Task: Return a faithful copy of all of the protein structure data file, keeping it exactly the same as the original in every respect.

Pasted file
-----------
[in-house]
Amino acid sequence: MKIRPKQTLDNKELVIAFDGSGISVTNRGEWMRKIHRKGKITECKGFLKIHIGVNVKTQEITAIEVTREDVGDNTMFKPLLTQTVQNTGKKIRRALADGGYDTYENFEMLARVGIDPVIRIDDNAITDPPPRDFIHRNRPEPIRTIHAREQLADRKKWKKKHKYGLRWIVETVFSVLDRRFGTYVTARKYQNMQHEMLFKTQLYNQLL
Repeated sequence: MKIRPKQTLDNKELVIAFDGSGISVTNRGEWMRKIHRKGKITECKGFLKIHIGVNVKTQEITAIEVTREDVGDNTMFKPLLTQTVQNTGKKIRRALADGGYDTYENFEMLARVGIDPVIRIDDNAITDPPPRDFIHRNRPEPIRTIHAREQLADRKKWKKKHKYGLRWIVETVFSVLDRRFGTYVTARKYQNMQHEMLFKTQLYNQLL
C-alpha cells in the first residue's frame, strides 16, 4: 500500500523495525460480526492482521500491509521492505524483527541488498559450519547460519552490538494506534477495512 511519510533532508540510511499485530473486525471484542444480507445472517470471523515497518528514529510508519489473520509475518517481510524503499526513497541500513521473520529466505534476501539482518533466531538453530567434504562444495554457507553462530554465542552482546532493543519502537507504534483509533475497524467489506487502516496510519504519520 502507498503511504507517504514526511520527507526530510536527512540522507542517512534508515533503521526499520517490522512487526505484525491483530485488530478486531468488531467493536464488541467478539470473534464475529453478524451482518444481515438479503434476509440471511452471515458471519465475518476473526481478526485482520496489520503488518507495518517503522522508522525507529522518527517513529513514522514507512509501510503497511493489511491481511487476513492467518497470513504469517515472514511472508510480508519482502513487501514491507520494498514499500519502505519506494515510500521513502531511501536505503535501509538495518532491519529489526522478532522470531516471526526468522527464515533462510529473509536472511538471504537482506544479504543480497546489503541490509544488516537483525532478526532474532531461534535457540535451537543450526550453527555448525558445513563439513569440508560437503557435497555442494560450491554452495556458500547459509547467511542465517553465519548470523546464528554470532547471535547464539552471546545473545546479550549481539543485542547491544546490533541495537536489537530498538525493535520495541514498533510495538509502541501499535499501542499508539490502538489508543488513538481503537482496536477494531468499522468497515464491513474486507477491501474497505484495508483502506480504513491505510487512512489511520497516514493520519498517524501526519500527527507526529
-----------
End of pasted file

[in-house]
Amino acid sequence: MKIRPKQTLDNKELVIAFDGSGISVTNRGEWMRKIHRKGKITECKGFLKIHIGVNVKTQEITAIEVTREDVGDNTMFKPLLTQTVQNTGKKIRRALADGGYDTYENFEMLARVGIDPVIRIDDNAITDPPPRDFIHRNRPEPIRTIHAREQLADRKKWKKKHKYGLRWIVETVFSVLDRRFGTYVTARKYQNMQHEMLFKTQLYNQLL
Repeated sequence: MKIRPKQTLDNKELVIAFDGSGISVTNRGEWMRKIHRKGKITECKGFLKIHIGVNVKTQEITAIEVTREDVGDNTMFKPLLTQTVQNTGKKIRRALADGGYDTYENFEMLARVGIDPVIRIDDNAITDPPPRDFIHRNRPEPIRTIHAREQLADRKKWKKKHKYGLRWIVETVFSVLDRRFGTYVTARKYQNMQHEMLFKTQLYNQLL
C-alpha cells in the first residue's frame, strides 16, 4: 500500500523495525460480526492482521500491509521492505524483527541488498559450519547460519552490538494506534477495512 511519510533532508540510511499485530473486525471484542444480507445472517470471523515497518528514529510508519489473520509475518517481510524503499526513497541500513521473520529466505534476501539482518533466531538453530567434504562444495554457507553462530554465542552482546532493543519502537507504534483509533475497524467489506487502516496510519504519520 502507498503511504507517504514526511520527507526530510536527512540522507542517512534508515533503521526499520517490522512487526505484525491483530485488530478486531468488531467493536464488541467478539470473534464475529453478524451482518444481515438479503434476509440471511452471515458471519465475518476473526481478526485482520496489520503488518507495518517503522522508522525507529522518527517513529513514522514507512509501510503497511493489511491481511487476513492467518497470513504469517515472514511472508510480508519482502513487501514491507520494498514499500519502505519506494515510500521513502531511501536505503535501509538495518532491519529489526522478532522470531516471526526468522527464515533462510529473509536472511538471504537482506544479504543480497546489503541490509544488516537483525532478526532474532531461534535457540535451537543450526550453527555448525558445513563439513569440508560437503557435497555442494560450491554452495556458500547459509547467511542465517553465519548470523546464528554470532547471535547464539552471546545473545546479550549481539543485542547491544546490533541495537536489537530498538525493535520495541514498533510495538509502541501499535499501542499508539490502538489508543488513538481503537482496536477494531468499522468497515464491513474486507477491501474497505484495508483502506480504513491505510487512512489511520497516514493520519498517524501526519500527527507526529